Caravan (1946 film)

Caravan is a 1946 British black-and-white drama film directed by Arthur Crabtree. It was one of the Gainsborough melodramas and is based on a novel Caravan by Eleanor Smith.

Detail from Italian poster
Directed byArthur Crabtree
Produced byHarold Huth
Written byRoland Pertwee (writer)
Eleanor Smith
(original novel)
StarringStewart Granger
Jean Kent
Anne Crawford
Dennis Price
Robert Helpmann
Gerard Heinz
Music byBretton Byrd (uncredited)
CinematographyStephen Dade
Cyril J. Knowles (location photography)
Edited byCharles Knott
Distributed byGeneral Film Distributors (UK)
Release date
3 June 1946
Running time
80 minutes
CountryUnited Kingdom
Box office649,800 admissions (France)[1]


In late 19th-century London, destitute Richard Darrell (Stewart Granger) rescues Don Carlos (Gerard Heinz) from two robbers. When Richard returns for the manuscript he inadvertently left behind, he is encouraged by Don Carlos to talk about his background. The son of a poor country doctor, he met the upper class Oriana Camperdene and Francis Castleton during their childhood; he and Francis became rivals for Oriana's affections. Oriana and her father left for Spain, but the couple were reunited as adults and agreed to marry, much to Francis's disgust. However, they postponed the wedding for a year so that Richard could go to London and make his fortune as a writer. However, though he has completed a novel, no one wants to publish it and his year is almost up. Don Carlos offers to publish it and asks him to take a valuable necklace, which once belonged to Queen Isabella of Castile, to Granada.

Bidding farewell to Oriana (Anne Crawford), Richard sets out. On the way, he meets Wycroft (Robert Helpmann), who assaults, robs and nearly kills Richard on behalf of his dastardly master, Sir Francis Castleton (Dennis Price). Oriana thinks Richard is dead and, with her father recently dead, marries Francis, whilst Richard loses his memory as a result of the assault and marries a gypsy girl named Rosal (Jean Kent). However, everyone meets again...



The film was meant to follow The Magic Bow, but that was postponed due to the illness of Phyllis Calvert so, Caravan had to be rushed into production.[2]

Location filming took place in North Wales.[3]

Jean Kent met her future husband during the making of the movie.[4]


The film was one of the most popular British releases of 1946.[5] According to trade papers, the film was a "notable box office attraction" at British cinemas.[6][7]

Another source says it was the most successful film at the British box office in 1946 after The Wicked Lady, The Bells of St Marys, Piccadilly Incident, The Captive Heart and The Road to Utopia.[8]

Stewart Granger later called the movie "terrible".[9]

Critical reception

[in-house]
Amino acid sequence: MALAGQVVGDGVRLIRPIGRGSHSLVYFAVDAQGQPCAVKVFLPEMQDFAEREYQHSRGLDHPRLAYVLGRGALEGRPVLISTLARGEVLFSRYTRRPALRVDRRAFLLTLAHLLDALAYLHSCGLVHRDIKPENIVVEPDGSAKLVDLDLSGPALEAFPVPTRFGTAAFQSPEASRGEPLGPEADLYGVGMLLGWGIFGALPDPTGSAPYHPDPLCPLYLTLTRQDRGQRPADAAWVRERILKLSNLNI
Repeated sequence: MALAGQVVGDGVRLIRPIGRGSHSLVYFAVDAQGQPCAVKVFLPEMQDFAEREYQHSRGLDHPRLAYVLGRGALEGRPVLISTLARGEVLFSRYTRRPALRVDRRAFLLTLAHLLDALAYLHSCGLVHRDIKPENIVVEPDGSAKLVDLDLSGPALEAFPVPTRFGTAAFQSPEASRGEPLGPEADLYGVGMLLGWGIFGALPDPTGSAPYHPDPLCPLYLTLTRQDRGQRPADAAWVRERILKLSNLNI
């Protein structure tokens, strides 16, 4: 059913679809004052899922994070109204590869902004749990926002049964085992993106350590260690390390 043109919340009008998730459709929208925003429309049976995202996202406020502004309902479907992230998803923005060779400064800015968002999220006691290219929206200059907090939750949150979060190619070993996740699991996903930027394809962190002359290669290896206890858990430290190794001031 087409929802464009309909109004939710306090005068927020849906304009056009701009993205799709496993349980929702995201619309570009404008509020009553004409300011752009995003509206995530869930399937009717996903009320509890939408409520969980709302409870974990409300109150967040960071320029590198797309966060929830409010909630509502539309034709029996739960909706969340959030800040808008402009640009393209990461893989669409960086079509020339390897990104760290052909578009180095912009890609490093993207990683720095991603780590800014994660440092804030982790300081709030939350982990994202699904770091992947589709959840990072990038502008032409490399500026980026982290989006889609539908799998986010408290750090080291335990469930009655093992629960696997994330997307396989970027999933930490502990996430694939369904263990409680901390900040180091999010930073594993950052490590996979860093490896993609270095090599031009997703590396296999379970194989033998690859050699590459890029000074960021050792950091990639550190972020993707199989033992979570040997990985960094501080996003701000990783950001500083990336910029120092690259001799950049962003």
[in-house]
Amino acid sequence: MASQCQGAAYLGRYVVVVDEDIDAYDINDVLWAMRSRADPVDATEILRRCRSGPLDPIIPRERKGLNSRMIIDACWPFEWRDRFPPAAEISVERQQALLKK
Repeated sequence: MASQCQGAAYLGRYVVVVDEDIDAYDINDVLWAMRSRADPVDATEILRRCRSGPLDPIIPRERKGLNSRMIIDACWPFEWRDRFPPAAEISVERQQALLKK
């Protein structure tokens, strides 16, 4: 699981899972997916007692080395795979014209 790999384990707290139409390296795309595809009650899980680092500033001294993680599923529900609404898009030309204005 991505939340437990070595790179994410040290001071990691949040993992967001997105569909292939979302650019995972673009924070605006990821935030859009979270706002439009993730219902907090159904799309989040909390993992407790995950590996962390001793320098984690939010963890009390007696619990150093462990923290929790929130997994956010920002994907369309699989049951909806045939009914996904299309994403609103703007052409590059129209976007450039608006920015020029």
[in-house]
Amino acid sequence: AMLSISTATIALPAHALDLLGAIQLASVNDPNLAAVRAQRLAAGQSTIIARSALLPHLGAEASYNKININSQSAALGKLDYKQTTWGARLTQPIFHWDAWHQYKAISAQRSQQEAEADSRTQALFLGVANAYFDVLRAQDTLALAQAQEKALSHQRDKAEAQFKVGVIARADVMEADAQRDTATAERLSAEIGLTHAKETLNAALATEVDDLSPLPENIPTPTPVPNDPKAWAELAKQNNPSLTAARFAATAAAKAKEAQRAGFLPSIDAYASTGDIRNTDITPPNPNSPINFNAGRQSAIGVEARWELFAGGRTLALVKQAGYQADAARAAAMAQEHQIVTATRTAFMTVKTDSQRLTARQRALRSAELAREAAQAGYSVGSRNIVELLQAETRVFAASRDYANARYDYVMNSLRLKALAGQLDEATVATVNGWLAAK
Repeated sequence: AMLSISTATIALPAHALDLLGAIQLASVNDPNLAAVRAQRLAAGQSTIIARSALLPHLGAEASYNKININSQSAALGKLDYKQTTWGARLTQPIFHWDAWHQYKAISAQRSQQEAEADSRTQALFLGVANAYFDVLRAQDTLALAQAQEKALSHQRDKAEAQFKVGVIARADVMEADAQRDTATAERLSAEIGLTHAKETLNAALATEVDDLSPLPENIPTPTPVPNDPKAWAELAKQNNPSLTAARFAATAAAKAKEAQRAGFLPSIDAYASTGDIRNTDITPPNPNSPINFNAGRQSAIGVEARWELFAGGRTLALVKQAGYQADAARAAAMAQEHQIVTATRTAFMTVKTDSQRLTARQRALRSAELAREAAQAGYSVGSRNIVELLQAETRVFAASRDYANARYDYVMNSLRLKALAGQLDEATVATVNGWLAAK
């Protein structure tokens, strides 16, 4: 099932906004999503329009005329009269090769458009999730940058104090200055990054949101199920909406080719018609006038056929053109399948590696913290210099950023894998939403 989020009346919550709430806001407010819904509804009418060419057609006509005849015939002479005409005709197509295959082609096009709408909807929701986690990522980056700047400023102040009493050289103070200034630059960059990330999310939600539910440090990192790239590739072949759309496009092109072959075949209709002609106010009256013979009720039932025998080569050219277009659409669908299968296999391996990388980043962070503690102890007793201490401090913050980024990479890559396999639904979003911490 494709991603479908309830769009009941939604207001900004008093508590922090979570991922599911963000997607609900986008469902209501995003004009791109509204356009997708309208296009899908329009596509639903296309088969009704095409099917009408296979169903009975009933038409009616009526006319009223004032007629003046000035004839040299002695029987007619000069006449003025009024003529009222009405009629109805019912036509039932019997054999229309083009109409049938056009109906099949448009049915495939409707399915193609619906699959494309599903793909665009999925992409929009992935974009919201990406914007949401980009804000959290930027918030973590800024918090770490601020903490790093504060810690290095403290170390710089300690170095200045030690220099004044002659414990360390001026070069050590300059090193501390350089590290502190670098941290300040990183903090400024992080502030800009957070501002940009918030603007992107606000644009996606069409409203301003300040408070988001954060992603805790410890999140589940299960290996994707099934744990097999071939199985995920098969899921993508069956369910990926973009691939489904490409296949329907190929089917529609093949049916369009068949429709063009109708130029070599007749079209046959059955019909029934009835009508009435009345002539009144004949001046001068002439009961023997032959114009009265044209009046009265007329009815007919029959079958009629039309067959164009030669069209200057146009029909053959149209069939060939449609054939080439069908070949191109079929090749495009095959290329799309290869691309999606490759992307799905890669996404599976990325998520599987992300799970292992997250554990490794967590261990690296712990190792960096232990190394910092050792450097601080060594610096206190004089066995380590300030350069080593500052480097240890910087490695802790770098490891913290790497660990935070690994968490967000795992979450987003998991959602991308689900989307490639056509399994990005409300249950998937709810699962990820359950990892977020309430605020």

The New York Times wrote, "Granger and the rest of the cast alternate between grappling with stilted lines and an embarrassingly archaic situation with neither the players nor plot making much entertainment, while 'Caravan' moves with the speed of an oxcart."[10] TV Guide noted "strong direction, brilliant individual performances, and production values far above the usual run of British films work beautifully together as one melodramatic situation is piled on another." [11]


  1. Box office information for Stewart Granger films in France at Box Office Story
  2. C.A. LEJEUNE (24 June 1945). "BUSY BRITONS: Two Down and One to Go". New York Times. p. 27.
  3. "Menuhin music in British film". The Sun (2201). Sydney. 17 June 1945. p. 3 (SUPPLEMENT TO THE SUNDAY SUN WEEK END MAGAZINE). Retrieved 27 October 2017 via National Library of Australia.
  4. "FILM CABLE FROM LONDON:". The Sunday Times. Perth. 17 March 1946. p. 13 Supplement: The Sunday Times MAGAZINE. Retrieved 2 February 2014 via National Library of Australia.
  5. "Britain's Best Films". The Sunday Times. Perth. 16 February 1947. p. 12 Supplement: SUPPLEMENT TO THE SUNDAY TIMES. Retrieved 2 February 2014 via National Library of Australia.
  6. Robert Murphy, Realism and Tinsel: Cinema and Society in Britain 1939-48 2003 p209
  7. Thumim, Janet. "The popular cash and culture in the postwar British cinema industry". Screen. Vol. 32 no. 3. p. 258.
  8. "Hollywood Sneaks In 15 Films on '25 Best' List of Arty Britain". The Washington Post. 15 January 1947. p. 2.
  9. Brian MacFarlane, An Autobiography of British Cinema, Methuen 1997 p 230
  10. A.. W. (21 April 1949). "Movie Review – Caravan – Meredith Documentary, 'A Yank Comes Back,' at Symphony – 'Caravan' at Beacon". Retrieved 24 July 2014.
  11. "Caravan Review". 28 November 2012. Retrieved 24 July 2014.
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